Gatekeeper

Last Updated: July 23, 2019

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Definition - What does Gatekeeper mean?

A gatekeeper is the first health care professional a patient sees regarding a medical issue. Gatekeepers diagnose listen to patient complaints and either treat them or, in the case of more complex problems, refer them to other specialized health care professionals who can help. Gatekeepers are usually primary care physicians, physician assistants, or ARNPs.

The practice of primary care physicians acting as Gatekeepers became part of the modern model of managed health care in the United States. This practice has now spread throughout the world.

Kinkly explains Gatekeeper

As with other gatekeepers in other fields, gatekeepers in the health care can allow or deny their patients access to others in the health care system. It’s up to them who they refer their patients to, and thus the care that they receive. Although it is also important to note that patients always have the right for a second opinion if they feel that they are not getting the care or tests they need.

Patients do not simply pass through the health care system. The gatekeeper remains a touchstone throughout a patient’s care. If their healthcare complaint is simple, such as a minor sexually transmitted infection, the gatekeeper will most likely diagnose and treat the problem. If lab tests are required to confirm a diagnosis, the gatekeeper will order these tests and receive the results. In the case of more serious health problems, the gatekeeper will authorize hospital stays as required and liaise with hospital staff.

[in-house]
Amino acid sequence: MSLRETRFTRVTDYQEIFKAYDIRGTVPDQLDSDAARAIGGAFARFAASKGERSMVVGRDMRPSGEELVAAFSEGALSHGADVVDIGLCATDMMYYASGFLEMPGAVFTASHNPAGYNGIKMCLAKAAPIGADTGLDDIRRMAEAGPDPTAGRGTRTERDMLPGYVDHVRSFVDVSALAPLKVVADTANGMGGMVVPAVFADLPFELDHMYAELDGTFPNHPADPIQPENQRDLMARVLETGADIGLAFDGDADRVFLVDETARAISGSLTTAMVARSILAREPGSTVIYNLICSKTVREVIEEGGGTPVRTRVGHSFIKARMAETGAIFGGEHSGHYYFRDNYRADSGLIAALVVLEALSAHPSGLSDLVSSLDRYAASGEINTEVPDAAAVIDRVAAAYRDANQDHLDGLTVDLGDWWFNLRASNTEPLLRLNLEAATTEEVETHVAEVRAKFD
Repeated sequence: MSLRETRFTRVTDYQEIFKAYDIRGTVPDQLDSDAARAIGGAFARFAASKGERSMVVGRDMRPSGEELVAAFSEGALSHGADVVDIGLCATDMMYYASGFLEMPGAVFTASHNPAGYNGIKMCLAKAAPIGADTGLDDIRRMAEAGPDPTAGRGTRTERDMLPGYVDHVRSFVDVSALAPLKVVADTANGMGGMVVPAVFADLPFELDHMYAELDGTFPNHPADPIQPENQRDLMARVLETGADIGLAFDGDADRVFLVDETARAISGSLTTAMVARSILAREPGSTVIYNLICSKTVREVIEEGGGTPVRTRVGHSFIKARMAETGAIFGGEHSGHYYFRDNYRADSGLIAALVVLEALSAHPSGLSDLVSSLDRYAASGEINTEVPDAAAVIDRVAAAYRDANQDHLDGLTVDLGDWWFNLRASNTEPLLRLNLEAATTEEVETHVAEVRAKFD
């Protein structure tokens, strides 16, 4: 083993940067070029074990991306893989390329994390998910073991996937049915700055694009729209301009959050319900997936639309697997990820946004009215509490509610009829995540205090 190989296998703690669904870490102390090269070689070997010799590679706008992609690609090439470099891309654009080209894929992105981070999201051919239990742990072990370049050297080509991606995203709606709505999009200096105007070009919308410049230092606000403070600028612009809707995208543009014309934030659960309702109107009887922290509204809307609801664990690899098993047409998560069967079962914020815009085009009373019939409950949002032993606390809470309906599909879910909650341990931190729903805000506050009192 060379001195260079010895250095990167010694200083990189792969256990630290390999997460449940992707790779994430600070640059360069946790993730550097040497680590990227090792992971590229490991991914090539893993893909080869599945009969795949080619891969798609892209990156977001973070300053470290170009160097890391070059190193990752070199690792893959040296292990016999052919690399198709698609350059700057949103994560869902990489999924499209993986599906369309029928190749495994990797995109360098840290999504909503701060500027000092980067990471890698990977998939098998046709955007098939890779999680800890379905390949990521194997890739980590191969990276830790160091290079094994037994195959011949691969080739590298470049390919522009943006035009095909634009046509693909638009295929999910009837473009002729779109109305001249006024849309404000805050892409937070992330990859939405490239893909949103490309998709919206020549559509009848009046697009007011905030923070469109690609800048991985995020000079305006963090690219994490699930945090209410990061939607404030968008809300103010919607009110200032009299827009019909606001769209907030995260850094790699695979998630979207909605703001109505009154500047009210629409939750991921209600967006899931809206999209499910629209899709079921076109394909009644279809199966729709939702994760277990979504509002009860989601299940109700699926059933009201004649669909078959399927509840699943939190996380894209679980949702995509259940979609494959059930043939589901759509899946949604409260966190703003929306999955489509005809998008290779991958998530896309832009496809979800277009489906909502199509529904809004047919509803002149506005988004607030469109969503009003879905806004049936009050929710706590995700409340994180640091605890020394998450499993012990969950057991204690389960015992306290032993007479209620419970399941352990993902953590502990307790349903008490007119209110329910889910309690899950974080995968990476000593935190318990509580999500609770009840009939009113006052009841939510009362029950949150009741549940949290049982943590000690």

People typically develop relationships with their healthcare gatekeepers. If they fall ill again or develop recurring symptoms, as can happen with some sexually transmitted infections including herpes, they get back in touch with their gatekeeper. Patients who use the same gatekeeper usually receive more consistent care than people who approach different health care professionals with their problems.

Using gatekeepers doesn’t just make sure patients receive the best care. It also reduces costs by ensuring patients do not organize tests or treatment they don’t need. Primary level health care, tests, and diagnosis are usually more affordable than secondary and specialty health care services. Gatekeepers only approve these more expensive services if they’re absolutely necessary.

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